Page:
Carol Chambers earns Aldo Leopold Memorial Award

The former TWS president was praised for her commitment to wildlife—and wildlifers

When Carol Chambers arrived in Nicaragua in 2012, the country had 99 known species of bats. Before she left, she made Phylloderma stenops No. 100.

Since then, the list of bat species she has helped identify in Nicaragua has grown to 111, and her work is expanding to other parts of the country as she and her colleagues explore the impacts of forest fragmentation on the flying mammals.

It’s one of many contributions Chambers has made to conservation, but the most important ones she has made may be less about science than about opening the profession to new generations of researchers that reflect a broader diversity than the one she found when she entered the field.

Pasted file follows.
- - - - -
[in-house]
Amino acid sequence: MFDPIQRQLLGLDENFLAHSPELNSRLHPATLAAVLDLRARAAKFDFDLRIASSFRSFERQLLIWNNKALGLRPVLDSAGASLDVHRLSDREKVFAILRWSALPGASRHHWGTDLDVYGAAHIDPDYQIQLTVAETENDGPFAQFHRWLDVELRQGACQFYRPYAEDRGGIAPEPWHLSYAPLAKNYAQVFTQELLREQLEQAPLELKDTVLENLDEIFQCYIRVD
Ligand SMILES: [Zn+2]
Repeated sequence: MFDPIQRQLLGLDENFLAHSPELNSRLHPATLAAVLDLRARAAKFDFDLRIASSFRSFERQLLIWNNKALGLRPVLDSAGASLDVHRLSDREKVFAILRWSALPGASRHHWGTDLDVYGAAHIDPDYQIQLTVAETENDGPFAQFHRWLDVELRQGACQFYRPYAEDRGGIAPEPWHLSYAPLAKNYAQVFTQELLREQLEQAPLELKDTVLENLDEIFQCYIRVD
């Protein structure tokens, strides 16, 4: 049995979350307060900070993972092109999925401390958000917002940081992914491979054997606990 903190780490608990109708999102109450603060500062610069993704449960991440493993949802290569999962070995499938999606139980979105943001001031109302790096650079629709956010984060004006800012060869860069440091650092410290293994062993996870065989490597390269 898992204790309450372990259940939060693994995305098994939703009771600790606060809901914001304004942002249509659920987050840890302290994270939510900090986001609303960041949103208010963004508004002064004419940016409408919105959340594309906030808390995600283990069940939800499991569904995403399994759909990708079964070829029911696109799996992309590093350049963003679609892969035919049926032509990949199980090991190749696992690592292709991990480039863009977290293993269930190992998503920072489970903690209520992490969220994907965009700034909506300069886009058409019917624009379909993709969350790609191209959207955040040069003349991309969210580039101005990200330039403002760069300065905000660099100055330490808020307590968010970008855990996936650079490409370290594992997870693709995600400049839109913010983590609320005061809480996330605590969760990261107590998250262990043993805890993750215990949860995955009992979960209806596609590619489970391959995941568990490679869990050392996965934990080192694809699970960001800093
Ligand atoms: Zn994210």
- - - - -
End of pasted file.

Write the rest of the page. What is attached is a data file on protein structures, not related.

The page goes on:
Those contributions earned her the 2023 Aldo Leopold Memorial Award, which Chambers will receive in November at TWS’ Annual Conference in Louisville, Kentucky. The honor recognizes her lifelong contribution to the field. It comes on the heels of another award she will receive from the Society of American Foresters—the Barrington Moore Memorial Award in Biological Science, recognizing outstanding achievement in biological research leading to the advancement of forestry.

The Leopold award was a surprise, said Chambers, a professor of wildlife ecology at Northern Arizona University and a past TWS president. “I don’t write books that generate new paradigms,” she said.